SUB Active Wear – for women, by women.
- by Tracey Matthies
- Published: 16 December 2013
SUB Active Wear’s range of women’s cycle clothing is touted as being “specifically designed by women who ride bikes for other women that ride bikes”. Being a woman who rides a bike, I received the gear I was sent to review with certain expectations in mind; I was both disappointed and delighted.
The package I received from SUB included two cycle tops, one each in Coral and Blue colors, a pair of ¾ cycle shorts, and a pair of regular cycle shorts. All were subtly branded which will suit those who don’t like their cycling outfits dominated by logos and brand names.
The SUB tops are definitely comfy to wear and ride in, but they are not cut or stitched to fit a woman’s body shape. Specifically, I was looking for darts at the breast-line and panels that were shaped to a waist. In this respect, they are no different to the jerseys in my husband’s cycling wardrobe. In fact, he even suggested he could wear the blue one! Request denied.
I liked the gentle fit at the armbands while the shaping at my hips also made for comfortable riding. The tops are 100% 140gm anti-wicking polyester pique and soft to touch. As a regular rider on country roads, I appreciated the full width reflective strip across the standard trio of back pockets, although the pockets did seem a little larger than I am used to. I had no trouble carrying my rolled up raincoat and the obligatory banana, but I chose not to carry my coffee money in the pockets because they didn’t feel quite secure enough. The possibility of turning up at a café without coffee money didn’t bear thinking about.
With all things cycling, it’s the little details that make the difference. There were two things about the SUB cycling tops that disappointed me and both relate to the finishing off of the construction. One was that the collars are only stitched to the inside of the tops at the seams. Several times I found the unattached inside edge of the collar tickling my neck and I would hook my finger in to try and stand it up until I remembered that the collar hadn’t been sewn down on the inside. This is the only time I have seen this lack of finish is a cycling top.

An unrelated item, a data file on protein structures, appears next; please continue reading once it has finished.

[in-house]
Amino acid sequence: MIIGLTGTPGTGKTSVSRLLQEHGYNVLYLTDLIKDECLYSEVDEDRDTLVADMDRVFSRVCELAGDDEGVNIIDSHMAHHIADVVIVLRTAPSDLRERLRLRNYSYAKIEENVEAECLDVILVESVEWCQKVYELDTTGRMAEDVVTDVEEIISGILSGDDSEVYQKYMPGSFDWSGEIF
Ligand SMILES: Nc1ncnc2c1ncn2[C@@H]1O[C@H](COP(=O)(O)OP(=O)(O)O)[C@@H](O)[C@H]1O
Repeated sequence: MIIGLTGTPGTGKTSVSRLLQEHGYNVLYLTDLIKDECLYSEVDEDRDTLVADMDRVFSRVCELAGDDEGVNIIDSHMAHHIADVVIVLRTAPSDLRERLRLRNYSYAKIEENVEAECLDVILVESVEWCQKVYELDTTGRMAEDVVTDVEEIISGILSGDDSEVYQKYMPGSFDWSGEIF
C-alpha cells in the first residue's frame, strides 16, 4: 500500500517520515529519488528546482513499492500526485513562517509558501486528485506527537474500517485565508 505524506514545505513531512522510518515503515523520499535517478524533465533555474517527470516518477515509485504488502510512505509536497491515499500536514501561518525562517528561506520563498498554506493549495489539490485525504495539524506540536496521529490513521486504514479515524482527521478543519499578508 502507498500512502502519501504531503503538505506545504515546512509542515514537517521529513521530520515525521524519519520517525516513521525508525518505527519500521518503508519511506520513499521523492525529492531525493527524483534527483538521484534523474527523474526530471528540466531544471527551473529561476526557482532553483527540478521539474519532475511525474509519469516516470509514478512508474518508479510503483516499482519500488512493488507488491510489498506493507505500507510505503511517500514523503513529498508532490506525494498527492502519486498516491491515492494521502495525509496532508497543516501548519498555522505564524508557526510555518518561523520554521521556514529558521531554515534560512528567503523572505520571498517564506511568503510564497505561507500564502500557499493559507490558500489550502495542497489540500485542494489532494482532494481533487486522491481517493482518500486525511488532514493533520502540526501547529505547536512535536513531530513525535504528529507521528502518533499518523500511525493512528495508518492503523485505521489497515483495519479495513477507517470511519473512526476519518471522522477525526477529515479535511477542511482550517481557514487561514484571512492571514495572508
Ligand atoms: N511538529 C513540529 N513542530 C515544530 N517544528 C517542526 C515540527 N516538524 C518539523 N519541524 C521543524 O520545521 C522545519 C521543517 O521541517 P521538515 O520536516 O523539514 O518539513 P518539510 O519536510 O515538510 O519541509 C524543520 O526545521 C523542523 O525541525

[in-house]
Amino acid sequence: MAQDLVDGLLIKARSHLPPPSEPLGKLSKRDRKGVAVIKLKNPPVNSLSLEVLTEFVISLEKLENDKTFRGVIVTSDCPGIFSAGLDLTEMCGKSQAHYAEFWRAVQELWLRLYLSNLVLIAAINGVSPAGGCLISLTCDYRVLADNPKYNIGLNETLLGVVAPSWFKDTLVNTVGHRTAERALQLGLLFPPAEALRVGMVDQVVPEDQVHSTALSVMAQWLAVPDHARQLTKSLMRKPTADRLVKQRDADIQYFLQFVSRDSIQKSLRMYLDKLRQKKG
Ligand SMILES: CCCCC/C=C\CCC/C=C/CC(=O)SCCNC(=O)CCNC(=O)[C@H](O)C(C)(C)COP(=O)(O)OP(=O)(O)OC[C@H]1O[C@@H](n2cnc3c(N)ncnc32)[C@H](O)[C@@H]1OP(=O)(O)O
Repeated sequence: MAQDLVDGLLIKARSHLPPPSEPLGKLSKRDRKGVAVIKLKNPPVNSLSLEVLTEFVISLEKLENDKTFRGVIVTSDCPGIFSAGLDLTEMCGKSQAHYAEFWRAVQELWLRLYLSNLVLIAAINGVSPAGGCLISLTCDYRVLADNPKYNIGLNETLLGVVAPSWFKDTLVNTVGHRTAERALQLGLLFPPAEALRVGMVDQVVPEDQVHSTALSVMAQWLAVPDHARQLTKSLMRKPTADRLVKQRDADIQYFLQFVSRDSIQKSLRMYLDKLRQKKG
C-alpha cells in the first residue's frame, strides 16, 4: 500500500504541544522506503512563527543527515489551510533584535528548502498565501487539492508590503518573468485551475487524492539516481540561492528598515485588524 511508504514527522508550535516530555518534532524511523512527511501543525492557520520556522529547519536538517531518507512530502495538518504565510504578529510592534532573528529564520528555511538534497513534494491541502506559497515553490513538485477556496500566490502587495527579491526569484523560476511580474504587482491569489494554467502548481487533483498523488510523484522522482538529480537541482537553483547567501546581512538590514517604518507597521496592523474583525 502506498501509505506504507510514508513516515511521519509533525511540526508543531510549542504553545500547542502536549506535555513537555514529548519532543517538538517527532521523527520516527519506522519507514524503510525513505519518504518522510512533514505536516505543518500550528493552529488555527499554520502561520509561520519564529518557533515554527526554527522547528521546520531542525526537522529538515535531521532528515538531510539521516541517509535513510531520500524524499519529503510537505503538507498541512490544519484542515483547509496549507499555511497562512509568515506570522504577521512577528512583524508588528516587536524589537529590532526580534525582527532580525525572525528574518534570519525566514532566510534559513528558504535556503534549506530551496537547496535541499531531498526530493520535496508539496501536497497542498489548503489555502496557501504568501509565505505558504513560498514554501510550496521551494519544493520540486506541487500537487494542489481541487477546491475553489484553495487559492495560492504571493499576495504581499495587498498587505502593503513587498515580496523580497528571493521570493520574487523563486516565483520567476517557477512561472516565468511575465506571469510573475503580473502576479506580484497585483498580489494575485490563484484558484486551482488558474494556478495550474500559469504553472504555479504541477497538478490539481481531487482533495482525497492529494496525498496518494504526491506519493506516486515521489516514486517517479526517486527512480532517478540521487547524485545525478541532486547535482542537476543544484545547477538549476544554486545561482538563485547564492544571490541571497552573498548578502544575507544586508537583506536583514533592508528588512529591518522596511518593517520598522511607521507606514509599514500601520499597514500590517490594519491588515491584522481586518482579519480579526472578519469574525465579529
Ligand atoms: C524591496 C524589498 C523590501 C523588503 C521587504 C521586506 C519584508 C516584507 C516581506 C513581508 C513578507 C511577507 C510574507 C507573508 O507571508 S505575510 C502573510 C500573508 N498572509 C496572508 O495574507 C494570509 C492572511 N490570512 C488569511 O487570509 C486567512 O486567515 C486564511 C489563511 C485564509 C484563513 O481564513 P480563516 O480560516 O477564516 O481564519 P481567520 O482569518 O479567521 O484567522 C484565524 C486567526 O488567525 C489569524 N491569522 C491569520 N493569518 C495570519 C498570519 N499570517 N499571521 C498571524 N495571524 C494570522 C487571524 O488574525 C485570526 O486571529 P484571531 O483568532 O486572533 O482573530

The second detail that disappointed was the finishing of the zip on the coral top. It extended right to the end of the collar and tended to scratch my neck whether the zip was fully closed or partly open. The zip on the blue top ended slightly lower than the end of the collar and was much nicer to wear.
The shorts were a completely different story and lived up to the “designed by women for women” tag. Despite a couple of minor niggles (more on them in a moment), I have no hesitation in recommending SUB’s cycle shorts in both regular and ¾ length. Two things stood out to me when wearing these shorts; the panels and the chamois.
SUB describes the chamois as having “tactical gender specific articulation”; I guess that means they move the way that women move. They are certainly a very comfortable chamois whether I’m riding my 40 to 60 km commute or tackling a 100km plus day on the Great Victorian Bike Ride. Not that anyone else can see it when I am wearing them, but I also liked the lilac color of the chamois.
The shorts are fitted with five panels across the front and four across the back, plus a section which rises above the back panels to join the waist band, like an inverted U. All of these sections supported this middle-aged new grandma’s girth very nicely, thank you. The ¾ shorts have fewer panels but were just as comfy, earning them a regular workout on my late spring commutes when it was still a little cool in the mornings and evenings.
Despite my heartfelt recommendations for the two styles of shorts, I must express my disappointment in two areas. The waistband of both the shorts and ¾ shorts was much wider than the elastic within, which was prone to twisting. My other gripe was that during the first wash of the cycle shorts, following the instructions to machine wash cold and use a mild detergent, the silver iron-on brand transfer inside the shorts showed cracking and breaking. It will only take a few more washes and the entire logo and washing instructions will be gone.
Overall, SUB’s Cycle Range is more hit than miss. The wearability and comfort of these garments outweigh the disappointments that I’ve described above. The traditional black of the shorts makes it easy to pair them with any jersey, while the solid colors and absence of floral or other overtly girly decorations on the tops will suit the tastes of many female cyclists.
SUB’s Cycle Range for women is available online at sub.org.nz with free delivery anywhere in Australia and New Zealand.
The tops are available in Coral and Blue from XSmall to XXXL and at the time of writing, are marked down from $79.99 to $45. The shorts are sold in black only from XSmall to XXXL, marked down from $99.99 to $50 and the ¾ shorts are $90, normally $149.99.
Photos © Justin Matthies